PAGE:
From 1980 to 1986, Eliasson was part of the U.N. mission, mediating in the Iran–Iraq War. From 1988 to 1992 he served as Sweden's Permanent Representative to the United Nations in New York, where he also served as the Secretary-General's Personal Representative on Iran/Iraq.

In 1991, Eliasson was chairman of the U.N. General Assembly's working group on emergency relief and Vice President of the U.N. Economic and Social Council (ECOSOC) from 1991 to 1992. In 1992 he was appointed as the first U.N. Under-Secretary-General for Humanitarian Affairs. He was involved in operations in Somalia, Sudan, Mozambique and the Balkans. He also took initiatives on issues such as land mines, prevention and humanitarian action.

Jan Eliasson (right) meeting with George W. Bush in 2005.

In 1993–94 Eliasson served as mediator in the Nagorno-Karabakh conflict for the Organization for Security and Co-operation in Europe (OSCE).[4]

From 1994 to 1999, Eliasson served as Swedish State Secretary for Foreign Affairs. From 2000 to 2005 he served as Sweden's Ambassador to Washington, D.C., United States. On 13 June 2005 he was unanimously elected President of the United Nations General Assembly, for its sixtieth session. He served as president from 13 September 2005 to 11 September 2006.[4]

From 24 April 2006 to 6 October 2006 he also served as Swedish Minister of Foreign Affairs in the Social Democratic cabinet of Göran Persson. Following the 2006 Swedish general election when his party lost the election, he announced that he will teach at Uppsala University.[4]

Humanitarian and Cultural crisis in the Middle East Jan Eliasson, 7 September 2015

Eliasson condemned the 2006 Lebanon War: "The military offensive of Israel is an extremely dangerous escalation of the situation in the region". He also condemned the attacks of Hezbollah.[5]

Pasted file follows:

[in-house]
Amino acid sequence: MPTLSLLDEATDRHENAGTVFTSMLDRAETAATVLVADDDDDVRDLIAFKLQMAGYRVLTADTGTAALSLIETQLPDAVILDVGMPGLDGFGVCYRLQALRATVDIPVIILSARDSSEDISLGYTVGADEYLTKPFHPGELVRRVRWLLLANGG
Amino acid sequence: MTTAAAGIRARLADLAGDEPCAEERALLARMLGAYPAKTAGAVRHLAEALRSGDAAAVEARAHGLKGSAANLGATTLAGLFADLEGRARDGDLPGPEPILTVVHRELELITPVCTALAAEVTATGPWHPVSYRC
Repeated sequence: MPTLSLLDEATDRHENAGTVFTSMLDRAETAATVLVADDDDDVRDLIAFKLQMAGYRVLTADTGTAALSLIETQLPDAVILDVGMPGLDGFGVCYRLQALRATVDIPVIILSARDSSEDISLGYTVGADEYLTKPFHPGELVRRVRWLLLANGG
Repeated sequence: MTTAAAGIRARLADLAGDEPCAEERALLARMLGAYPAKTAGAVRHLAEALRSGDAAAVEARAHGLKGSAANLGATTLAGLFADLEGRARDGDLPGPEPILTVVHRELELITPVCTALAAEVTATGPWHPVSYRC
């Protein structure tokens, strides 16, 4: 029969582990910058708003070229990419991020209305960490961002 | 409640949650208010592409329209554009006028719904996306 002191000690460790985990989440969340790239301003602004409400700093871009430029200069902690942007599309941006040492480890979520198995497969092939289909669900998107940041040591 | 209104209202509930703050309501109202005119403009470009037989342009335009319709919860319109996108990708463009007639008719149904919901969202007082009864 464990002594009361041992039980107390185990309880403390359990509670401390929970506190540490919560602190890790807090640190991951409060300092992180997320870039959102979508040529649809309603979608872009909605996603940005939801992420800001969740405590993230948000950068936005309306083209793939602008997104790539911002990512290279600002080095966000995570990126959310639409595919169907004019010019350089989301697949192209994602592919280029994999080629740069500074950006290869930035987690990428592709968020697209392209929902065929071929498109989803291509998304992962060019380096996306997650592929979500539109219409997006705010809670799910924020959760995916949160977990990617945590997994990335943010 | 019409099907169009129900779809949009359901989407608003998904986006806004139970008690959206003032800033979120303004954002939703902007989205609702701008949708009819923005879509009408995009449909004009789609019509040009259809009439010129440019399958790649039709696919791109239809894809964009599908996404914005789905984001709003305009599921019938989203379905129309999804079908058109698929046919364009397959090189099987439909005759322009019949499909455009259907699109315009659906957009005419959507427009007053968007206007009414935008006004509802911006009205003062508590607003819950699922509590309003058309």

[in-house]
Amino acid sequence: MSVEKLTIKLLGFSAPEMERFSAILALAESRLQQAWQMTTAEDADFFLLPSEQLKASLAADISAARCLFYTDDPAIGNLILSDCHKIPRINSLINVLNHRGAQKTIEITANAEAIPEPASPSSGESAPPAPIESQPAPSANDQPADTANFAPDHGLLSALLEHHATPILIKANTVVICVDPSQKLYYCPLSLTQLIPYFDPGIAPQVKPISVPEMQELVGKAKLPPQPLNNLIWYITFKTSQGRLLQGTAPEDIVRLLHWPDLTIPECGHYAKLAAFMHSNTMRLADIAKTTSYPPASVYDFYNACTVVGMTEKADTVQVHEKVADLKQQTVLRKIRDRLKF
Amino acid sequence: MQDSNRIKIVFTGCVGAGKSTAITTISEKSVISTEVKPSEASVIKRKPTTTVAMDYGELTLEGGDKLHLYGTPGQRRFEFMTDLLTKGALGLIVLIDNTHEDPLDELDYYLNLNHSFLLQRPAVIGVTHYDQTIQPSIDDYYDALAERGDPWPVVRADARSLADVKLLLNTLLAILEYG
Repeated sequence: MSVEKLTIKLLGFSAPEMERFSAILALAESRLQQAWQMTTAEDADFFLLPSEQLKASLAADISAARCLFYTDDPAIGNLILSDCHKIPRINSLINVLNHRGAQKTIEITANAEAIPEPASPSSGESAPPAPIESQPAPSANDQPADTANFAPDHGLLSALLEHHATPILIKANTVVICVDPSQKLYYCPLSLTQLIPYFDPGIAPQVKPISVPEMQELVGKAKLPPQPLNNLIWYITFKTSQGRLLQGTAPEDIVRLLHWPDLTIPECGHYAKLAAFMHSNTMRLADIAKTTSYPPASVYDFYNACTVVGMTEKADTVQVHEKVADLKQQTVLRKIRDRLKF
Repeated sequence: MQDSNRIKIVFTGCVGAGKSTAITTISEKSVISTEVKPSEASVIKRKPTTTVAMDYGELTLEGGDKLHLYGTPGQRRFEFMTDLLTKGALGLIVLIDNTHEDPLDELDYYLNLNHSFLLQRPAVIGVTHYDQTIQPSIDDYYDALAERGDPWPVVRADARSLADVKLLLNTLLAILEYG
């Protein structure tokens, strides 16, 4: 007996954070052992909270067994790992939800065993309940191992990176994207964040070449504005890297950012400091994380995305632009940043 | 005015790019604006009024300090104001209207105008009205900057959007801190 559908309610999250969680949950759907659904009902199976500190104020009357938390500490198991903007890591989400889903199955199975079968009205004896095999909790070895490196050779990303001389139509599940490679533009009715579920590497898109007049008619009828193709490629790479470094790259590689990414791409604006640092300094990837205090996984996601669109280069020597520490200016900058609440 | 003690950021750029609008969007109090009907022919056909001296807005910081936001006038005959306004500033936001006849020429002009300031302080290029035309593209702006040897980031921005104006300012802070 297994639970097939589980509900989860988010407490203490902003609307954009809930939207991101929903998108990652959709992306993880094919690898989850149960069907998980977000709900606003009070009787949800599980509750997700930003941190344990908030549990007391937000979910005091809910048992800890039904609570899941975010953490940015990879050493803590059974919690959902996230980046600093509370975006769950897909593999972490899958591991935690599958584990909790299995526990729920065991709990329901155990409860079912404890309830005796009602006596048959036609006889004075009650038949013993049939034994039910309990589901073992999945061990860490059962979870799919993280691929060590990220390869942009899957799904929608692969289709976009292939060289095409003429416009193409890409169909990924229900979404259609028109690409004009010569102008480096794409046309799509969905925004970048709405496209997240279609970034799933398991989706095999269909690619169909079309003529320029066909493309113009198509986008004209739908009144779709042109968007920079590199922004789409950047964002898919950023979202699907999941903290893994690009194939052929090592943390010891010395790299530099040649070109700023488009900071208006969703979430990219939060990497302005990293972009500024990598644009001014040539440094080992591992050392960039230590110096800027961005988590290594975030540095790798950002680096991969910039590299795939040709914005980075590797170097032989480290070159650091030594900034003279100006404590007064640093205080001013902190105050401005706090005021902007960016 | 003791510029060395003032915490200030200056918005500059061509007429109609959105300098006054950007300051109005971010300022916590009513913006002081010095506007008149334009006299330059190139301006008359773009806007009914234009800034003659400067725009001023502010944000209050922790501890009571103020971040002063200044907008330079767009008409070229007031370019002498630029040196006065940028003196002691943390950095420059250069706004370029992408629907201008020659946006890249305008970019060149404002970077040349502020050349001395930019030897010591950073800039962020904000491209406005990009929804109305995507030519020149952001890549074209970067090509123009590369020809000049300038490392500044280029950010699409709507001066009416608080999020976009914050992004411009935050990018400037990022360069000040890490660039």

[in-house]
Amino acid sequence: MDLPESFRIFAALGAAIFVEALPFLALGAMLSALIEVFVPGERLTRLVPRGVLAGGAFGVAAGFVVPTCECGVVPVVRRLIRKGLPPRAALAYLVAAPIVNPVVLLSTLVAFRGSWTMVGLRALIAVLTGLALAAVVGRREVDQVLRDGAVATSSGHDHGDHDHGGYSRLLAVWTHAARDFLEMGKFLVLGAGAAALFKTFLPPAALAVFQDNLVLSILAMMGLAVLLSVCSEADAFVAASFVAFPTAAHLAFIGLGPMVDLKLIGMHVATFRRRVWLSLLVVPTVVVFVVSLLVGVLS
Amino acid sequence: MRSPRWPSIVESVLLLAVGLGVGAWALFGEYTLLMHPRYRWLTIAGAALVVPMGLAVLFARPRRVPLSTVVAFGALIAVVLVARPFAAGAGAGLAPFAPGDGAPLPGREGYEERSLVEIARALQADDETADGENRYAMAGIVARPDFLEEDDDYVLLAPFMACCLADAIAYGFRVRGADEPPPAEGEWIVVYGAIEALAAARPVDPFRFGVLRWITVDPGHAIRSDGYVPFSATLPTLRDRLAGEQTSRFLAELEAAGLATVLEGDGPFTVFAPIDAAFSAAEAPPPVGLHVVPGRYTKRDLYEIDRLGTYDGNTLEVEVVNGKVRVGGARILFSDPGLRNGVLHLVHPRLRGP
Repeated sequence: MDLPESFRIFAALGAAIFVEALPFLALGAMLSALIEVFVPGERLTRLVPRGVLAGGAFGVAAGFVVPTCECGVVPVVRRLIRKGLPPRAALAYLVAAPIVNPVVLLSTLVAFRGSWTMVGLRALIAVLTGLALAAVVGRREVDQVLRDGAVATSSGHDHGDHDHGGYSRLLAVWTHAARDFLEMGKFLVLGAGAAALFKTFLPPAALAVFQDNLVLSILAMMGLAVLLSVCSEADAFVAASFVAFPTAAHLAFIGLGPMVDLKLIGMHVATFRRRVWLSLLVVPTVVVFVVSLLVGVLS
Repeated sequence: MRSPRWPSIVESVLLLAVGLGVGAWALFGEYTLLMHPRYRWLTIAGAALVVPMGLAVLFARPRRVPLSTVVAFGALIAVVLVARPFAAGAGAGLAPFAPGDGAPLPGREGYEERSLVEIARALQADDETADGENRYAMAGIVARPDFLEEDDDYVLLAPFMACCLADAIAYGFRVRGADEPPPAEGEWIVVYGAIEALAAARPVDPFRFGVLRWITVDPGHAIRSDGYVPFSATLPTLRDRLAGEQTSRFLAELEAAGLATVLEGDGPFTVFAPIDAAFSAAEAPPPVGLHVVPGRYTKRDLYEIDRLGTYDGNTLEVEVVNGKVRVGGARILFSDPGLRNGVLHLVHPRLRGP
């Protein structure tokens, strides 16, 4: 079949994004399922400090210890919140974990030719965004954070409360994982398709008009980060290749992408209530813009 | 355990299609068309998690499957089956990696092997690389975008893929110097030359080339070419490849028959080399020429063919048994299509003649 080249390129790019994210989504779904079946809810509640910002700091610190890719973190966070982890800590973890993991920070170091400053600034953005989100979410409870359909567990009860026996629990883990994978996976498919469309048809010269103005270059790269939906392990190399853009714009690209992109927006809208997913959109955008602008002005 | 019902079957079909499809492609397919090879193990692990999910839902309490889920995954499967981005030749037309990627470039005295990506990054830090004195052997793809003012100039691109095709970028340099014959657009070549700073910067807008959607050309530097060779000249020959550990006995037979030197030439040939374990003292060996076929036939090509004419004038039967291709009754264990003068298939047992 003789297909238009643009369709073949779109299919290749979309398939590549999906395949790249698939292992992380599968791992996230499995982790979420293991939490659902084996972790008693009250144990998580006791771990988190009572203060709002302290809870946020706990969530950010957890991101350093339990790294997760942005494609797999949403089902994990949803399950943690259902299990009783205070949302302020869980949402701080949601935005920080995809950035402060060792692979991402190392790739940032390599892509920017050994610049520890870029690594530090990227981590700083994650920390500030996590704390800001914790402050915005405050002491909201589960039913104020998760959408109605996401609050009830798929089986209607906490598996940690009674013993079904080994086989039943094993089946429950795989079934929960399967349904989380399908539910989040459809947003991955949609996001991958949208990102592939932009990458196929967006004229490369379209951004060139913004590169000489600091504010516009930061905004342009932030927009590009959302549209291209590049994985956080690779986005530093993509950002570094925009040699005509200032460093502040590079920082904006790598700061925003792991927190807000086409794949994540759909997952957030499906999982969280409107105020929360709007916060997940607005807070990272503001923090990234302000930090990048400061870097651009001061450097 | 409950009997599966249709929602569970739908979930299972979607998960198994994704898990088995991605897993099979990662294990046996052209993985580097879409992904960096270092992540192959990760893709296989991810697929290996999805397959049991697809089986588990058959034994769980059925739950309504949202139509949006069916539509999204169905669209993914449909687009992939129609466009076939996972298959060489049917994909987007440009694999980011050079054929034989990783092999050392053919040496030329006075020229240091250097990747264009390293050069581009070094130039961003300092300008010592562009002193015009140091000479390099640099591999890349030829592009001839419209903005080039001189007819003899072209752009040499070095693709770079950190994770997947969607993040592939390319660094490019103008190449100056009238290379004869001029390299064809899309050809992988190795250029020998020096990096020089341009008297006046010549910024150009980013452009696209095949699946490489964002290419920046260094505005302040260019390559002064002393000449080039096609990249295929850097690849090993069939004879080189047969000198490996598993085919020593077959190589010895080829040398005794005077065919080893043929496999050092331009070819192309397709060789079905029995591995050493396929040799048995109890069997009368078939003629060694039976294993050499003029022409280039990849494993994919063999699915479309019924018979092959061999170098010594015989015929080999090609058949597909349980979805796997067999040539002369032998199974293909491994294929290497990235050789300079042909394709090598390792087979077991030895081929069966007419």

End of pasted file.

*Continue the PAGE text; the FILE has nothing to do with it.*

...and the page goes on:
In December 2006, then U.N. Secretary-General Kofi Annan announced Eliasson as Special Envoy to Darfur, Sudan. He left this mission in June 2008.[4]

In March 2009, Eliasson gave a lecture entitled "Armed Conflict: The Cost to Civilians" at the University of San Diego's Joan B. Kroc Institute for Peace & Justice Distinguished Lecture Series.

Eliasson is an Eminent Member of the Sergio Vieira de Mello Foundation and he currently sits on the advisory board of the Alliance for Peacebuilding. Eliasson is Chair of WaterAid Sweden. Since 2010 he serves in the UN Secretary-General's Advocates Group for the achievement of the Millennium Development Goals. Eliasson is a former Board member of DARA.

On 2 March 2012, Jan Eliasson was appointed Deputy Secretary-General of the United Nations by Secretary-General Ban Ki-moon. He took office as Deputy Secretary-General on 1 July 2012.[4]

He always carries in his pocket a print of the UN charter.

He was awarded the Illis quorum in 2016.[6]

On 23 October 2017, the Tallberg Foundation announced that its Global Leadership Prize will henceforth be named after Jan Eliasson.[7]